17 November, 2002

On The Existence Of People

I saw the latest Harry Potter movie yesterday. It was pretty good, though the changes they made from the book were too extensive for me to say I really enjoyed the movie all that much. 

Last Friday night, I was shown a fan-made music video combining scenes of Vegeta from DragonBall Z and music from Creed and Linkin Park. It was, to say the least, extremely moving. Whomever made this video is most definitely a real person. Whomever it was that knew how to splice such music with such scenes truly does exist. 

Most people don't exist. 

He got up, walked over to her, and stood looking at the lights of the city below them, at the angular shapes of buildings, at the dark walls made translucent by the glow of the windows, as if the walls were only a checkered veil of thin black gauze over a solid mass of radiance. And Ellsworth Toohey said softly:
"Look at it. A sublime achievement, isn't it? A heroic achievement. Think of the thousands who worked to create this and of the millions who profit by it. And it is said that but for the spirit of a dozen men, here and there down the ages, but for a dozen men -- less, perhaps -- none of this would have been possible. And that might be true. If so, there are -- again -- two possible attitudes to take. We can say that these twelve were great benefactors, that we are all fed by the overflow of the magnificent wealth of their spirit, and that we are glad to accept it in gratitude and brotherhood. Or, we can say that by the splendor of their achievement which we can neither equal nor keep, these twelve have shown us what we are, that we do not want the free gifts of their grandeur, that a cave by an oozing swamp and a fire of sticks rubbed together are preferable to skyscrapers and neon lights -- if the cave and the sticks are the limit of our own creative capabilities. Of the two possible attitudes, Dominique, which would you call the truly humanitarian one? Because, you see, I'm a humanitarian."

I was invited out to dinner this weekend, but I did not go. It is not that I forgot (though I nearly did); rather it is that as I took my shower and began preparations for the outing, I stopped myself, thinking on what needed to be done. 

I have a paper due tomorrow on a book I have yet to read. I know that such procrastination is stupid, but I almost feel as though my subconscious did it on purpose. What if I purposely waited until the last minute to read my book solely so that I would have a reason not to go out to eat? 

I must truly hate myself. 

Yet at the same time, it is this supreme hatred that defines why I love whom I am. It is because I hate my life that I feel that it is the life I lead that is preferable to all others. I mean, sure I'd be so very much happier if I had what I wanted, but then what would happen? 

I just don't get it. Why must I be as I am? If only I were just slightly stupider, then all would be fine. If only my depression sprang from an idiotic source; then, I could be happy. But no. Instead, my depression comes from something so deep that it is impossible to describe here. Others that I talk to about it misrepresent my pain -- it is not from a woman or love or even an ideal. It is not from lonliness or lack of friends or social status. It is not from a barrier of intelligence or racial qualities or apathy in life.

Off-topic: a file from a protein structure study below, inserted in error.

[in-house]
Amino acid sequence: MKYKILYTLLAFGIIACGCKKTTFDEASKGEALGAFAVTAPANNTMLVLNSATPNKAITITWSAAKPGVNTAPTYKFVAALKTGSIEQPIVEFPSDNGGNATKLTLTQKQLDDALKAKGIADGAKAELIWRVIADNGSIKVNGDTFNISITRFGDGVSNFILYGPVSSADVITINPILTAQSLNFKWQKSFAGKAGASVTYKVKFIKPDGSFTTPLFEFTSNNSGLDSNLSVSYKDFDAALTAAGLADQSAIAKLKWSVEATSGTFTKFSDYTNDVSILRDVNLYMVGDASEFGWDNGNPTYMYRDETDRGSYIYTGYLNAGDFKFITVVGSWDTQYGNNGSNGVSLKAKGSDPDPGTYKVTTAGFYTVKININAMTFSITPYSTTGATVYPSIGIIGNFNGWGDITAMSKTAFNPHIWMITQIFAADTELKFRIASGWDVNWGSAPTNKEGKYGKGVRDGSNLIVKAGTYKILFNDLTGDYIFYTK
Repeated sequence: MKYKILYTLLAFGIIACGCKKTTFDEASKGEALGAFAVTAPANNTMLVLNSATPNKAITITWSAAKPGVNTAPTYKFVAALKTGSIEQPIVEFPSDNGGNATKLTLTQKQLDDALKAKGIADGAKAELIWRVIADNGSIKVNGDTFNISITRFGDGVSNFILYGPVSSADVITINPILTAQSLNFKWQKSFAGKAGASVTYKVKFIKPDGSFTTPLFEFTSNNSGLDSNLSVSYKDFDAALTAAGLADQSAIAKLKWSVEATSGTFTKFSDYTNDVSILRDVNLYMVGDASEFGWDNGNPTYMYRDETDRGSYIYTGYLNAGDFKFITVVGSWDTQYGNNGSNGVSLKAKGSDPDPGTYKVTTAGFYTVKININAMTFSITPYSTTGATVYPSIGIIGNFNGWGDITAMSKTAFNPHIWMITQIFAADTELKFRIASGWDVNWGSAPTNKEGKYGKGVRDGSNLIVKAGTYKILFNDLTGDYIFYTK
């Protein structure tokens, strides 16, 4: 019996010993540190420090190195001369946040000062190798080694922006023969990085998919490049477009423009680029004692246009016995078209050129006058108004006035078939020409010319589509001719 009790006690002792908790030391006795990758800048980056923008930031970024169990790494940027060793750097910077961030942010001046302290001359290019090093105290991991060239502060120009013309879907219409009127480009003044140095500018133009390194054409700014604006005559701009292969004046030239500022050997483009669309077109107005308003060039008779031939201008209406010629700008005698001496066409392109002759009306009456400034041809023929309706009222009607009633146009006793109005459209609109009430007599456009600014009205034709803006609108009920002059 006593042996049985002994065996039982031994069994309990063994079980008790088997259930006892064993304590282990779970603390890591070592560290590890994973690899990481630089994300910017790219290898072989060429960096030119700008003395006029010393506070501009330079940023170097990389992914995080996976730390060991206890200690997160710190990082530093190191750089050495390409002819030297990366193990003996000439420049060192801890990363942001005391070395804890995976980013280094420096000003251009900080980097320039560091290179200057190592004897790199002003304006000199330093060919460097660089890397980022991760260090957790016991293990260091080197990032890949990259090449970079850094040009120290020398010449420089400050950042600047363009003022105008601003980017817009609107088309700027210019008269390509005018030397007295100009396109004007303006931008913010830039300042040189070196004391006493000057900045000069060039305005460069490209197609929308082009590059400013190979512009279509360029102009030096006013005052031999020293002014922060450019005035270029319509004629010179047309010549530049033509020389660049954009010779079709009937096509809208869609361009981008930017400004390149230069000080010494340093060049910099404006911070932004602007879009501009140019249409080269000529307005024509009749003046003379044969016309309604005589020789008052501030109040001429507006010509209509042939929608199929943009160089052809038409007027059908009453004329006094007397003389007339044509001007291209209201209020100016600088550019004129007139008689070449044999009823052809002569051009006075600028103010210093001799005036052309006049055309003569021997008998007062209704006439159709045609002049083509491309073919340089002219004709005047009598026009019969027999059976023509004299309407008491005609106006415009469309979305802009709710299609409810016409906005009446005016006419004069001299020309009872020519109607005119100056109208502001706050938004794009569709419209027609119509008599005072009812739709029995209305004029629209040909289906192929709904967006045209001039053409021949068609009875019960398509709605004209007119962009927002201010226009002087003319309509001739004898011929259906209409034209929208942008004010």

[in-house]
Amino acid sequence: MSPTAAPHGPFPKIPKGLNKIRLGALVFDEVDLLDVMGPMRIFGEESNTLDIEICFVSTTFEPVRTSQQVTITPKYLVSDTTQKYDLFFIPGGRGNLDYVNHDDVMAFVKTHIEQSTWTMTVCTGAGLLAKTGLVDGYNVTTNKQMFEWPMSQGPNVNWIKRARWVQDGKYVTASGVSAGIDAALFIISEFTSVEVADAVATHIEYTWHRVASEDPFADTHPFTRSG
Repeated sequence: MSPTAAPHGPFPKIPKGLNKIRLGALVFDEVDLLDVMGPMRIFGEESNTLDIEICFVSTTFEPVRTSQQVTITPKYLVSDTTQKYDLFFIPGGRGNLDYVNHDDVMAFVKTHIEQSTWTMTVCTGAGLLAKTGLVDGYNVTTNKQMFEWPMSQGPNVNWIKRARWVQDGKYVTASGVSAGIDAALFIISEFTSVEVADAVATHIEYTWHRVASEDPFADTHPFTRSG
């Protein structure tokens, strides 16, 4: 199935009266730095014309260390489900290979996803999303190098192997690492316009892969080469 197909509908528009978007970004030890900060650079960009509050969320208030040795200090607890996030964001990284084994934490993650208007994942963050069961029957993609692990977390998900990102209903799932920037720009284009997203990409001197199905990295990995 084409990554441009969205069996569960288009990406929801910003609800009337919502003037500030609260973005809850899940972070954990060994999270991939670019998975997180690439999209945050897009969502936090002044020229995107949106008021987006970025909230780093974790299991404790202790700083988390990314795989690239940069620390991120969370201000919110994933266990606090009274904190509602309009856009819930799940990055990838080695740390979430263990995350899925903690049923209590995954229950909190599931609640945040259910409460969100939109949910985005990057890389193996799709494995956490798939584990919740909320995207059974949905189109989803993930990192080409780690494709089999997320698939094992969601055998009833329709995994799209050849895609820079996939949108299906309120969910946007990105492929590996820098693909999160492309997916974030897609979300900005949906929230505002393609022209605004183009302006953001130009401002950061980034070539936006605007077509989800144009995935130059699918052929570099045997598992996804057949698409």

No, what depresses me is that I exist. 

And yet, even that definition doesn't sound right. It's not simply because of that; if that were the case the solution would be simple: kill myself. No, it is simply that I have the possibility of existence. And yet, that's not right either, for it's not a personal feeling. It really doesn't have anything to do with me per se. In fact, it has nothing to do with any of my qualities. 

When it comes down to it, I really don't have a good definition for it. But isn't that in itself illogical? 


A friend of mine just came back today from the protest for the School of Americas in Fort Benning, GA. While there, he signed up in the communist party and gave an interview for an anarchist paper. From his decrsiption of the events, it sounded like fun. I almost feel like I want to go next year with a camera and a notebook so that I can cover the event from the point of view of a staunch capitalist. 

Tonight, I promised a friend of mine that I would be going to a play entitled "The Last Of The Formicans". But I shan't be going; not because I don't want to, but because it is more important for me to stay here, doing the work that I should have done much earlier. 

I am so stupid. 

I don't mean to be, of course, but I am anyway. And everyone out there reading should not dismiss this statement -- I am stupid, whether you believe it or not. Perhaps I have more knowledge than most, but I am stupid. Anyone who cannot resolve cognitive dissonance is stupid. I'd almost use that as a definition of stupidity -- the incapability of resolving cognitive dissonance. 


You know, I didn't used to use the double colon before and after the word 'sigh'. I used to use < and > instead. But html has forced me to use colons. And what makes it doubly annoying is the fact that in IM conversations if I use colons, the ':s' combination in '::sigh::' almost universally creates an emoticon that I did not intend. And that's annoying. 

A lot of things annoy me. There are a lot of things that don't annoy me, too. But there are very very few things that I adore. 

Like Vegeta. I adore Vegeta. 

I know most people hate DragonBall Z. That is to be expected, as it is one of the stupidest cartoons ever made. But if you can get past the stupidity and watch Vegeta... If you can watch how he grows from episode to episode... If you can look past the cartoonish exterior and see what Vegeta's soul looks like... 

Vegeta is a real person. Vegeta exists. 

So few people truly exist... 


No comments:

Post a Comment